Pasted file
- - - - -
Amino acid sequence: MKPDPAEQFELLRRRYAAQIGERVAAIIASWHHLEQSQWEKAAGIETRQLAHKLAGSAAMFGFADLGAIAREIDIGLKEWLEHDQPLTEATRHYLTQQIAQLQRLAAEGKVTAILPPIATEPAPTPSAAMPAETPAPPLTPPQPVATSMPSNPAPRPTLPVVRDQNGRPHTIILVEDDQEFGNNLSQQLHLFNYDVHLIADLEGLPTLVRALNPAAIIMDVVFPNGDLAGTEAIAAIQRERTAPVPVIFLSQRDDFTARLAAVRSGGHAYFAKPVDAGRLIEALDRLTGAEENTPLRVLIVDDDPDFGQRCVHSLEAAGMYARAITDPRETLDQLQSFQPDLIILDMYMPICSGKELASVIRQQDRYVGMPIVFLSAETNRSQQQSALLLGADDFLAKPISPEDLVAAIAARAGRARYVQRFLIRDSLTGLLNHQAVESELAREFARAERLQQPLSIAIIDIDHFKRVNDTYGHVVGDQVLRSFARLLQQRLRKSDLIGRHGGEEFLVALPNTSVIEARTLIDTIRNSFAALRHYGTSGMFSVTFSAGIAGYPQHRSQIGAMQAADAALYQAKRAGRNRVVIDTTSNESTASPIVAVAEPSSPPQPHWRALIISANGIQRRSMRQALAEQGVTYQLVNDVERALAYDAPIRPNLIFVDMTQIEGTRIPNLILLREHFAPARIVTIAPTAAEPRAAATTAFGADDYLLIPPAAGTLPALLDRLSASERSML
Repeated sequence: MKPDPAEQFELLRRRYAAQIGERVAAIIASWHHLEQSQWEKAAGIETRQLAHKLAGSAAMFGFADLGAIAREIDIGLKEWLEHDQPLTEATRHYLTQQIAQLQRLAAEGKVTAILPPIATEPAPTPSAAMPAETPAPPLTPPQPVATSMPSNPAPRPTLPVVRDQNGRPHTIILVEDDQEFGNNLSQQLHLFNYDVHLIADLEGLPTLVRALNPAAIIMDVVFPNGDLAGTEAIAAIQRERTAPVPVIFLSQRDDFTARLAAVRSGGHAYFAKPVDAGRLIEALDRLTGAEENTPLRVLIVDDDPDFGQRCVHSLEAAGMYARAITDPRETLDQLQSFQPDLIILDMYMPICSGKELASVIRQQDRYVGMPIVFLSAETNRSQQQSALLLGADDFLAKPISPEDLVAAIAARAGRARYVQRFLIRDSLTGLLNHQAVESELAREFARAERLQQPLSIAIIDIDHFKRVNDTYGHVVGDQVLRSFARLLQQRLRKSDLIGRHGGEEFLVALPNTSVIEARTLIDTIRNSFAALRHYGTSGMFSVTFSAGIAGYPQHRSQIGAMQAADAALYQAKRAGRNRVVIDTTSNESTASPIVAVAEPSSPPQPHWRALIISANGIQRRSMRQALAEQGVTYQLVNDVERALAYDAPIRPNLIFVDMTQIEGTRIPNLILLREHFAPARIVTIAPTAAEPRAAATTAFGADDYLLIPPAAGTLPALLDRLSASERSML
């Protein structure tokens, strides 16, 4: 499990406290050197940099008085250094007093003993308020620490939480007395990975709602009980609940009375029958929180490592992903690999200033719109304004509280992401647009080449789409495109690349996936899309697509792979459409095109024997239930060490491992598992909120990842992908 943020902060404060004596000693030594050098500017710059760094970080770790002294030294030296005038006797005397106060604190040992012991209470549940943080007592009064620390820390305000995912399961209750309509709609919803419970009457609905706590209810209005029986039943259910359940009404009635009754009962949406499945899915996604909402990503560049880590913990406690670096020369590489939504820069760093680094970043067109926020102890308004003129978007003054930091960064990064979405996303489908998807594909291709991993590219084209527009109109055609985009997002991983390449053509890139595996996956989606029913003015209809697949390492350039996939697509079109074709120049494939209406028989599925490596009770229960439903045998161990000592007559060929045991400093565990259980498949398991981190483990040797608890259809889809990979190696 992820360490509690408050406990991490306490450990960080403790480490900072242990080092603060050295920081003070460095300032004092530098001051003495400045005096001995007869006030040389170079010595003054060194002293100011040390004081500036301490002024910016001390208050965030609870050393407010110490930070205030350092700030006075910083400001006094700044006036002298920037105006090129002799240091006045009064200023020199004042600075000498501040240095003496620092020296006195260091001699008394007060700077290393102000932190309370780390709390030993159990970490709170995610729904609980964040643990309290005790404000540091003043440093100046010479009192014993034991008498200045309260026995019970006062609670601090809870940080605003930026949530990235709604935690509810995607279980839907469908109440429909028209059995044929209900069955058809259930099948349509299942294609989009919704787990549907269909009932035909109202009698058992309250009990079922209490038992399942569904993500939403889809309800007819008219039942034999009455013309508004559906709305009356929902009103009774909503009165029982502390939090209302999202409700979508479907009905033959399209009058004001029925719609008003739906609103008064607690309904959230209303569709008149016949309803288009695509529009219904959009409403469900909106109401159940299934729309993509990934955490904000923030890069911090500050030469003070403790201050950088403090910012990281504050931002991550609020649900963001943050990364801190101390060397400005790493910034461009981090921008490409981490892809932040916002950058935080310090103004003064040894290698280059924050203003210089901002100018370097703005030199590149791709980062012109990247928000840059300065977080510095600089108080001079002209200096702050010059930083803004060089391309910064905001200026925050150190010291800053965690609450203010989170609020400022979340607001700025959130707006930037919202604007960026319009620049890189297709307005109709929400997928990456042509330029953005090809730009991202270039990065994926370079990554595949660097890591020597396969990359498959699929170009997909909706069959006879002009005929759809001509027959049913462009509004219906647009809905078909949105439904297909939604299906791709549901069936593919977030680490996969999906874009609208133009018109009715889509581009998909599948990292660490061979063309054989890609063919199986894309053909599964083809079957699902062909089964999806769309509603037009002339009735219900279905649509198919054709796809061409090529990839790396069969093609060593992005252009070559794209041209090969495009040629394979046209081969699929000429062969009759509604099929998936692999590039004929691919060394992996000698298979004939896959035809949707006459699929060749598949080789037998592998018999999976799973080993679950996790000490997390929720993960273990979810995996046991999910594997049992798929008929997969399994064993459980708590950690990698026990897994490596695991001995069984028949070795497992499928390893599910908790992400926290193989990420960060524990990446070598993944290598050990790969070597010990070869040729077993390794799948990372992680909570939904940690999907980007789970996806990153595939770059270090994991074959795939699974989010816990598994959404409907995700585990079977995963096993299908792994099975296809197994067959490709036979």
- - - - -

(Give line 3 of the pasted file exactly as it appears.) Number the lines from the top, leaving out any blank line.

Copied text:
């Protein structure tokens, strides 16, 4: 499990406290050197940099008085250094007093003993308020620490939480007395990975709602009980609940009375029958929180490592992903690999200033719109304004509280992401647009080449789409495109690349996936899309697509792979459409095109024997239930060490491992598992909120990842992908 943020902060404060004596000693030594050098500017710059760094970080770790002294030294030296005038006797005397106060604190040992012991209470549940943080007592009064620390820390305000995912399961209750309509709609919803419970009457609905706590209810209005029986039943259910359940009404009635009754009962949406499945899915996604909402990503560049880590913990406690670096020369590489939504820069760093680094970043067109926020102890308004003129978007003054930091960064990064979405996303489908998807594909291709991993590219084209527009109109055609985009997002991983390449053509890139595996996956989606029913003015209809697949390492350039996939697509079109074709120049494939209406028989599925490596009770229960439903045998161990000592007559060929045991400093565990259980498949398991981190483990040797608890259809889809990979190696 992820360490509690408050406990991490306490450990960080403790480490900072242990080092603060050295920081003070460095300032004092530098001051003495400045005096001995007869006030040389170079010595003054060194002293100011040390004081500036301490002024910016001390208050965030609870050393407010110490930070205030350092700030006075910083400001006094700044006036002298920037105006090129002799240091006045009064200023020199004042600075000498501040240095003496620092020296006195260091001699008394007060700077290393102000932190309370780390709390030993159990970490709170995610729904609980964040643990309290005790404000540091003043440093100046010479009192014993034991008498200045309260026995019970006062609670601090809870940080605003930026949530990235709604935690509810995607279980839907469908109440429909028209059995044929209900069955058809259930099948349509299942294609989009919704787990549907269909009932035909109202009698058992309250009990079922209490038992399942569904993500939403889809309800007819008219039942034999009455013309508004559906709305009356929902009103009774909503009165029982502390939090209302999202409700979508479907009905033959399209009058004001029925719609008003739906609103008064607690309904959230209303569709008149016949309803288009695509529009219904959009409403469900909106109401159940299934729309993509990934955490904000923030890069911090500050030469003070403790201050950088403090910012990281504050931002991550609020649900963001943050990364801190101390060397400005790493910034461009981090921008490409981490892809932040916002950058935080310090103004003064040894290698280059924050203003210089901002100018370097703005030199590149791709980062012109990247928000840059300065977080510095600089108080001079002209200096702050010059930083803004060089391309910064905001200026925050150190010291800053965690609450203010989170609020400022979340607001700025959130707006930037919202604007960026319009620049890189297709307005109709929400997928990456042509330029953005090809730009991202270039990065994926370079990554595949660097890591020597396969990359498959699929170009997909909706069959006879002009005929759809001509027959049913462009509004219906647009809905078909949105439904297909939604299906791709549901069936593919977030680490996969999906874009609208133009018109009715889509581009998909599948990292660490061979063309054989890609063919199986894309053909599964083809079957699902062909089964999806769309509603037009002339009735219900279905649509198919054709796809061409090529990839790396069969093609060593992005252009070559794209041209090969495009040629394979046209081969699929000429062969009759509604099929998936692999590039004929691919060394992996000698298979004939896959035809949707006459699929060749598949080789037998592998018999999976799973080993679950996790000490997390929720993960273990979810995996046991999910594997049992798929008929997969399994064993459980708590950690990698026990897994490596695991001995069984028949070795497992499928390893599910908790992400926290193989990420960060524990990446070598993944290598050990790969070597010990070869040729077993390794799948990372992680909570939904940690999907980007789970996806990153595939770059270090994991074959795939699974989010816990598994959404409907995700585990079977995963096993299908792994099975296809197994067959490709036979």